Police in Bali’s Jembrana regency arrested three people in connection with alleged sale of fake statements of good health, which have reportedly been used by passengers to cross to Java from Gilimanuk Port.


“We have arrested three people and will announce the case [today]. They are still being investigated further in Gilimanuk,” Ketut Gede Adi Wibawa, who heads Jembrana Police, said yesterday.

A photo of an allegedly fake medical letter circulated widely on social media this week, prompting concerns that people are now able to bypass the travel restrictions that were put in place to curb the spread of COVID-19. The fake letter appears to be using a letterhead from the Community Health Center (Puskesmas) in West Denpasar. 

Jual beli surat keterangan sehat palsu terjadi di pelabuhan Gilimanuk, Bali.

Hal serupa tidak menutup kemungkinan terjadi di tempat lain.

Kalau sudah begini, kapan pandemi mau cepat berakhir? pic.twitter.com/kNO9tzyiXS

— Blognya Seorang Dokter (@blogdokter) May 13, 2020

One passenger, identified as Tofik, said that an urgent matter forced him to make the purchase. 

“I bought it at Gilimanuk. I didn’t want to buy it at first, but I had to go home [to Java], so I paid IDR100,000 [US$6.71]. It’s being sold for around IDR250,000 to IDR300,000 per letter,” Tofik told Tribun.

Initially, port authorities did not permit Tofik to board the ship to Java as he did not have the required statement of good health. He was then offered help by someone who looked like a motorcycle taxi driver, who told Tofik that he could procure him the letter for IDR250,000. Tofik haggled the price down and eventually made the purchase the next day.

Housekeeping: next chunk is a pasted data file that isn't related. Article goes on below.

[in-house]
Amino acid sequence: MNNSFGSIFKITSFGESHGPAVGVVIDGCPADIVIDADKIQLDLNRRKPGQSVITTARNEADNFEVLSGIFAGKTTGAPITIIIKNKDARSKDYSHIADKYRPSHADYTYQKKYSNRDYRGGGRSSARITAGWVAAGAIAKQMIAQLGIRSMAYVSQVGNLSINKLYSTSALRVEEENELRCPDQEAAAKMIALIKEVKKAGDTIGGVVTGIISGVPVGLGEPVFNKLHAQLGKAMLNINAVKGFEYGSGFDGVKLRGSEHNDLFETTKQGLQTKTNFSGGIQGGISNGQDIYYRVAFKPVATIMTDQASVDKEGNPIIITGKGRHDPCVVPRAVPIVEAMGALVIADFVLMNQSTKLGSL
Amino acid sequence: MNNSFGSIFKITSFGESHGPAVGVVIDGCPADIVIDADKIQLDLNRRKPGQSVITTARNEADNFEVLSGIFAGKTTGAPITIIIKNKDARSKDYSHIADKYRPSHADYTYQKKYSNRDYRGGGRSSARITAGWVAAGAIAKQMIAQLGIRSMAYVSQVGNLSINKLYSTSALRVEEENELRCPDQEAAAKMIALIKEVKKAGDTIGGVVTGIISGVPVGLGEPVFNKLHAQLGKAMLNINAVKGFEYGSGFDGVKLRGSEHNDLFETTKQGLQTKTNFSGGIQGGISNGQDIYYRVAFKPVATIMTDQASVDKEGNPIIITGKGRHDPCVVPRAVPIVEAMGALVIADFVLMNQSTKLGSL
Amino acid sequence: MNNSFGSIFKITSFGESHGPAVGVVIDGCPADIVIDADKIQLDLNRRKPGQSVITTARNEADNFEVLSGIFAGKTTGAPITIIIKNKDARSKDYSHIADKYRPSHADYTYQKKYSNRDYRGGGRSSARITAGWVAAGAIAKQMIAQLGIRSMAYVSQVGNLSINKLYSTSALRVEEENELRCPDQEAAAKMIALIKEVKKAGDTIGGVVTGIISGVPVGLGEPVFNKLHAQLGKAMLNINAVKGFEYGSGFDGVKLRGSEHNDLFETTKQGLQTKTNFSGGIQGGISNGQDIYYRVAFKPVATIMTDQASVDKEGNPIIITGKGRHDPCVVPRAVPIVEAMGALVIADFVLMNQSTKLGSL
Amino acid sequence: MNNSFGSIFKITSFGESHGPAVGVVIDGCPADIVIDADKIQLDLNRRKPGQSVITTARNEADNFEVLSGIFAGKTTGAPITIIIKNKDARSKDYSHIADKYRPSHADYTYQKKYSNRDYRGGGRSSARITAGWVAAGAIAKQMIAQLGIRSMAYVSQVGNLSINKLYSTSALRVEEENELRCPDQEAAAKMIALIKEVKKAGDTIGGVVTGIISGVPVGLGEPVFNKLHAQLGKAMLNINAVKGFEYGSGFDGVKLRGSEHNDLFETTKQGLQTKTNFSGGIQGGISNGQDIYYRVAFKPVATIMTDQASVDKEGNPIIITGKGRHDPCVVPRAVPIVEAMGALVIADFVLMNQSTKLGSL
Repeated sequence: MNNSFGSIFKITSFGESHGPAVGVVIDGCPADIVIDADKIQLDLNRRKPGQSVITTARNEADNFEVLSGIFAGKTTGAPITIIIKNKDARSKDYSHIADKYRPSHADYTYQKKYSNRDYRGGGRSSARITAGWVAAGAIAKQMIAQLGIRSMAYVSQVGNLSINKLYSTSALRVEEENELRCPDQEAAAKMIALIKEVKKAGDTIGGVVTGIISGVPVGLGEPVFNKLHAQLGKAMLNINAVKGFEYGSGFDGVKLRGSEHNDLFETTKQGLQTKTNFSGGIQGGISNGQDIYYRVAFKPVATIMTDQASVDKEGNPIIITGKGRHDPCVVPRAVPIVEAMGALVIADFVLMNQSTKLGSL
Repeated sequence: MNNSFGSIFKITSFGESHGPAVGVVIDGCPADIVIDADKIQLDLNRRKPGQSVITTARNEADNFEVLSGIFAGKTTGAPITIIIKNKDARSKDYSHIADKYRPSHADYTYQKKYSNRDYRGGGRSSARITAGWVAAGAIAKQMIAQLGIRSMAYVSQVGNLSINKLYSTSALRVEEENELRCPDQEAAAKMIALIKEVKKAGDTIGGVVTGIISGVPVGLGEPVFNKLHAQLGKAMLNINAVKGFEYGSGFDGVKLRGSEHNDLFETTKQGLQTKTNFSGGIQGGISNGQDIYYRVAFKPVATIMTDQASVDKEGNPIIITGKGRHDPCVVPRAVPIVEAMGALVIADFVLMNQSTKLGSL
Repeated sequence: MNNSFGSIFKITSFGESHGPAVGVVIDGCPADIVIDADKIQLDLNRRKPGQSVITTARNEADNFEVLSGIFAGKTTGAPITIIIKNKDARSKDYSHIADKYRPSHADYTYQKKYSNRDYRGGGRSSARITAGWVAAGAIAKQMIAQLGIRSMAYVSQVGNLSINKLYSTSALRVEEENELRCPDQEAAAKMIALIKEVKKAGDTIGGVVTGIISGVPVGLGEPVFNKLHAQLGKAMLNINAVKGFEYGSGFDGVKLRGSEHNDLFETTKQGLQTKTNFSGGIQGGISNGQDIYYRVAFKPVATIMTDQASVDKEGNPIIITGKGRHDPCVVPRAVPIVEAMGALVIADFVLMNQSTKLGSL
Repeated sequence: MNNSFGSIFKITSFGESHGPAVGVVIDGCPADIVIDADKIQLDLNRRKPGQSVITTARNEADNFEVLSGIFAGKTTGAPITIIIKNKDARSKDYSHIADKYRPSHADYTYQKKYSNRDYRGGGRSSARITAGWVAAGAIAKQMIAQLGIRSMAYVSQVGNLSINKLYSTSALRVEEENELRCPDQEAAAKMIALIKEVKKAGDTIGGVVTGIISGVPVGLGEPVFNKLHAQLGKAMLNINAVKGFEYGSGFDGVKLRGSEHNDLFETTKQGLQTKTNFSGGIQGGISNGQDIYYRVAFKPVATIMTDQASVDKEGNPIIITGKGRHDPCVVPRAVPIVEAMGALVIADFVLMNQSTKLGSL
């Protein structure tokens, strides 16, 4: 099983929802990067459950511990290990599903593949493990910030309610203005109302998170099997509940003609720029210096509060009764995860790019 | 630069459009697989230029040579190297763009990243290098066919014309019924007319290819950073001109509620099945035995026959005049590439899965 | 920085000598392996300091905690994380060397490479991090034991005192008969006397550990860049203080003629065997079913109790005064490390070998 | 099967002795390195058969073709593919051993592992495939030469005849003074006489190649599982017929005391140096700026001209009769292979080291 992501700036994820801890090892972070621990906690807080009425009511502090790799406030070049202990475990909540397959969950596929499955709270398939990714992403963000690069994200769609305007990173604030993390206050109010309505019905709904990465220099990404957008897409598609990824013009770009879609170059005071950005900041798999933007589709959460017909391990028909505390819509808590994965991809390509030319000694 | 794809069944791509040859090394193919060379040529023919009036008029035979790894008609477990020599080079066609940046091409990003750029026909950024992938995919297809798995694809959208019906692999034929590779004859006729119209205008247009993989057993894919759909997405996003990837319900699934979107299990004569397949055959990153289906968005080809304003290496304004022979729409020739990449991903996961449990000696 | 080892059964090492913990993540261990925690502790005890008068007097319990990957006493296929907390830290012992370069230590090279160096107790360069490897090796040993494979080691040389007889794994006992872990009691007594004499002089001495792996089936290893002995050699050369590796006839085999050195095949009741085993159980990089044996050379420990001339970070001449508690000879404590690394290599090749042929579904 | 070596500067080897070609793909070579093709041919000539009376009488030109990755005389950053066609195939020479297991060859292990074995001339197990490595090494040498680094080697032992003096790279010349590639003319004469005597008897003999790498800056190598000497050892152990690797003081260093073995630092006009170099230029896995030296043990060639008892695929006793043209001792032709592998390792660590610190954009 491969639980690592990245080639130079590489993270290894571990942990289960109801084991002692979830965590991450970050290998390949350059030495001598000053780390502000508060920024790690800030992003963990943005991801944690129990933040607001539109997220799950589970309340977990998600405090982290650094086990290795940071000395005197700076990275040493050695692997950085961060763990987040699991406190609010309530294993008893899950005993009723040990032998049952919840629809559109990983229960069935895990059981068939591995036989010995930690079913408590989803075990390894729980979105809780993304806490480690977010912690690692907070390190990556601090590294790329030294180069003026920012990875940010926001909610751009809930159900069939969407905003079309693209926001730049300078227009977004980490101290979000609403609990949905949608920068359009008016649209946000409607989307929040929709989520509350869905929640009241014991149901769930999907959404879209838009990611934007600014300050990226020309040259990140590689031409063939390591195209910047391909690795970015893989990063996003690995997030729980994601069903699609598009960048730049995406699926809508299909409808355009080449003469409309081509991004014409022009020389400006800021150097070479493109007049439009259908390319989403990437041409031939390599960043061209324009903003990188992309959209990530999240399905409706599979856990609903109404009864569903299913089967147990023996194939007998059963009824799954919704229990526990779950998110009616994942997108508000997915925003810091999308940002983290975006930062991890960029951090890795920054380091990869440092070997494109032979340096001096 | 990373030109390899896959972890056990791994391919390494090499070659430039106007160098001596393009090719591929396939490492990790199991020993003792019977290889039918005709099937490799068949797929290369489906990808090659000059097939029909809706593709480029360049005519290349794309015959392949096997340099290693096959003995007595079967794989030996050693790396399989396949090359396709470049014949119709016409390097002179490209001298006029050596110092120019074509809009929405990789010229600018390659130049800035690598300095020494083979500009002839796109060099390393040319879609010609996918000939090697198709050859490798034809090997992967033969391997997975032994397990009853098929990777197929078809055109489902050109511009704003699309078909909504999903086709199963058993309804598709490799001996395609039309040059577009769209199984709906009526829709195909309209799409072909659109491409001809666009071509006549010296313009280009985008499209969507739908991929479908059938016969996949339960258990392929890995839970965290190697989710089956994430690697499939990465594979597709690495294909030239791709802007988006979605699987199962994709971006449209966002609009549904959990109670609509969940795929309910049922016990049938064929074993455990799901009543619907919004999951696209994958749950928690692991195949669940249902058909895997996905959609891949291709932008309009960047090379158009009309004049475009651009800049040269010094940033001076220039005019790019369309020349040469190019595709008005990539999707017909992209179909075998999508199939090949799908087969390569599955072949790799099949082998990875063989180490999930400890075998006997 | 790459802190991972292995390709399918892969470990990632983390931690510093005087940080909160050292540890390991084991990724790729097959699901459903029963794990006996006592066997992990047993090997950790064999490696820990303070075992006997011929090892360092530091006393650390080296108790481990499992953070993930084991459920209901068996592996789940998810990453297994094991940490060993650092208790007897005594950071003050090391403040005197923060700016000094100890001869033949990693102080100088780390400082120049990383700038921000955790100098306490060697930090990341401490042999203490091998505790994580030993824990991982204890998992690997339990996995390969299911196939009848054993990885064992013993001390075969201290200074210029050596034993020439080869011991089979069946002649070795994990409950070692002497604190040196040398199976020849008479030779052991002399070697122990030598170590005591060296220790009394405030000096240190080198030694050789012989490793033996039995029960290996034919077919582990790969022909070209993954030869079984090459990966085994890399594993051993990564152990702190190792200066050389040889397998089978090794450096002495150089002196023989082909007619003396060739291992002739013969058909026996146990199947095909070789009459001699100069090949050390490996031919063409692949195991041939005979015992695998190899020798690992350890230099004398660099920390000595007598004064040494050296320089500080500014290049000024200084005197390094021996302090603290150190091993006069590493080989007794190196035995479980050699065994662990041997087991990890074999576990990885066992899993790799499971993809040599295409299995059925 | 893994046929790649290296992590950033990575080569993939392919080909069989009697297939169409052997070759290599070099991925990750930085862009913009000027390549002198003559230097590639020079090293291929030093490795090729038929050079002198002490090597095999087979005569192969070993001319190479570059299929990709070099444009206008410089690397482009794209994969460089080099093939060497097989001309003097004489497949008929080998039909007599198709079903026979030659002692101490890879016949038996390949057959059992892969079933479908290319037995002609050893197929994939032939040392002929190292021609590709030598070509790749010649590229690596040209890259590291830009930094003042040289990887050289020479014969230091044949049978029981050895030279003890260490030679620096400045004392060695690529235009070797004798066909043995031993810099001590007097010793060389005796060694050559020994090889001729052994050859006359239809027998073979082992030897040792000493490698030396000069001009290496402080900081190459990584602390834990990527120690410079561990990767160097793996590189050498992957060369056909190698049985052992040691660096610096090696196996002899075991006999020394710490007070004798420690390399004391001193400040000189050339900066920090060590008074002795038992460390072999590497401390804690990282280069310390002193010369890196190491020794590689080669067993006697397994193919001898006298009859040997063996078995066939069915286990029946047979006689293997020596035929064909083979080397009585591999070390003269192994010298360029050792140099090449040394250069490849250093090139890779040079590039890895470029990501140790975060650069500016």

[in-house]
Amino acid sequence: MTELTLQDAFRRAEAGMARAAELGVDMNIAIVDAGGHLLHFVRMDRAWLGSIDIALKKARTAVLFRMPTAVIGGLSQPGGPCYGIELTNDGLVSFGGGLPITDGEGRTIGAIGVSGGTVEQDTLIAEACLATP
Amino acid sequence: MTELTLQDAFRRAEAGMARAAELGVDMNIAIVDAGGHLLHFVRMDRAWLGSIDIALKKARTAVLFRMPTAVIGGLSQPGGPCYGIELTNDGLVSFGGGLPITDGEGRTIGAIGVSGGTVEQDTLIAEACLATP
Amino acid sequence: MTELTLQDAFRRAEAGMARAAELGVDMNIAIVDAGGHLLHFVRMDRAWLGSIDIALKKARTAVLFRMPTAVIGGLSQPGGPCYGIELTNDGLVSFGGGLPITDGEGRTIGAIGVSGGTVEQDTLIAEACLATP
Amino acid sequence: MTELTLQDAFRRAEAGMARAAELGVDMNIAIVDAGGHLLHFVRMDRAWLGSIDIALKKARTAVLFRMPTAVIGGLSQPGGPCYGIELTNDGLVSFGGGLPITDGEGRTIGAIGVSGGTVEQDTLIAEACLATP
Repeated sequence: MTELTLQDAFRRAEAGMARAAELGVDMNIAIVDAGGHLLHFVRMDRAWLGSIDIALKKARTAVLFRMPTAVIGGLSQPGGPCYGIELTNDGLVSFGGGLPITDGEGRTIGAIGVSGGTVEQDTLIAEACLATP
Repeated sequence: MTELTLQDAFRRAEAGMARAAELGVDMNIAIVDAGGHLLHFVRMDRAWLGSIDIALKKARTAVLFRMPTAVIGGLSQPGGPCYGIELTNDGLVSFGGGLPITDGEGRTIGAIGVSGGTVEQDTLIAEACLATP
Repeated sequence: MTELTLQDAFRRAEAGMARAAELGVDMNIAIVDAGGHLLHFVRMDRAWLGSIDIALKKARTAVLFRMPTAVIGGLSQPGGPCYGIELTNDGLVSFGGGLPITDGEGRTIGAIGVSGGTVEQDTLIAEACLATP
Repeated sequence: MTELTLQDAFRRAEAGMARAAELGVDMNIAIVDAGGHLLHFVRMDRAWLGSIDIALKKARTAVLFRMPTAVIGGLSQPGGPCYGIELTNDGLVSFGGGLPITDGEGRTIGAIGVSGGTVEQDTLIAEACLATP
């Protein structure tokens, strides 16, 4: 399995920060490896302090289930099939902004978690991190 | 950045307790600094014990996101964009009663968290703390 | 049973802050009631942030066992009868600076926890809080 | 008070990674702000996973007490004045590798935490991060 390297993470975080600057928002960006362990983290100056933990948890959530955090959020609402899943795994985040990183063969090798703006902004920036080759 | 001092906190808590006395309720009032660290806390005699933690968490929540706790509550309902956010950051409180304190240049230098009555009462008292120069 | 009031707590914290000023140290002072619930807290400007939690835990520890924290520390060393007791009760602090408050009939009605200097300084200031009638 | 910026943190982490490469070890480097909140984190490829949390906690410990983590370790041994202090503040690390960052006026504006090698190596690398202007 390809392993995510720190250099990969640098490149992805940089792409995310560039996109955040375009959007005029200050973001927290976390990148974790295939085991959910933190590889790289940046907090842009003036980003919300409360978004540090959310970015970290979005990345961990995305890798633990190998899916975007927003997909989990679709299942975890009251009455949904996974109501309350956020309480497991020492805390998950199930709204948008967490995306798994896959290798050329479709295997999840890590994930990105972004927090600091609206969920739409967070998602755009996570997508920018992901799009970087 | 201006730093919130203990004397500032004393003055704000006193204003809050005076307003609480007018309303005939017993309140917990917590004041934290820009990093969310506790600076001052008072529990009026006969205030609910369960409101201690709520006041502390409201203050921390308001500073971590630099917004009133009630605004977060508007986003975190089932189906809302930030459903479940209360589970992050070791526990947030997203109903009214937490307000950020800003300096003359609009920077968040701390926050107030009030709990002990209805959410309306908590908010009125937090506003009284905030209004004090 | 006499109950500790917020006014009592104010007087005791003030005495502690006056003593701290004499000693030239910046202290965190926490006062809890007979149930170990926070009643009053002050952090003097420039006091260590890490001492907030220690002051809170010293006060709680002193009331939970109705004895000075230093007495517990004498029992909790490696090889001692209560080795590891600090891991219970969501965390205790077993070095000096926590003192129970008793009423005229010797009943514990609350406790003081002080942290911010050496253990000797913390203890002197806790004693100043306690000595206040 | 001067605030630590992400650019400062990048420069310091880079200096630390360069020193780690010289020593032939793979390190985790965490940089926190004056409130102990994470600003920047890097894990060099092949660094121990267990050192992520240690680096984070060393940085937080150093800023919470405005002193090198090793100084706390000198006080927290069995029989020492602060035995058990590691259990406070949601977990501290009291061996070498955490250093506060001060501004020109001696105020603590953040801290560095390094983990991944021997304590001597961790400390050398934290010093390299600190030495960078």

“My situation forced me to buy this, and it’s not just me. Many other travelers bought it too. It was better than returning to Denpasar [to get the official letter], so [we] just get it there,” Tofik was quoted as saying. 

It takes about three to four hours by car to travel between Gilimanuk Port, located in Jembrana, to Denpasar. 

Bali has yet to implement the central government’s Large-Scale Social Restrictions (PSBB) protocol, but has increased restrictions in various ports across the island and the Ngurah Rai International Airport. Travelers are subject to extreme monitoring and required to present a statement of health to authorities. Only those with logistics purposes, health and COVID-19-related matters, or “extremely important” personal reasons are allowed travel as part of an effort to curb the coronavirus outbreak.

Read more news and updates from Bali here.

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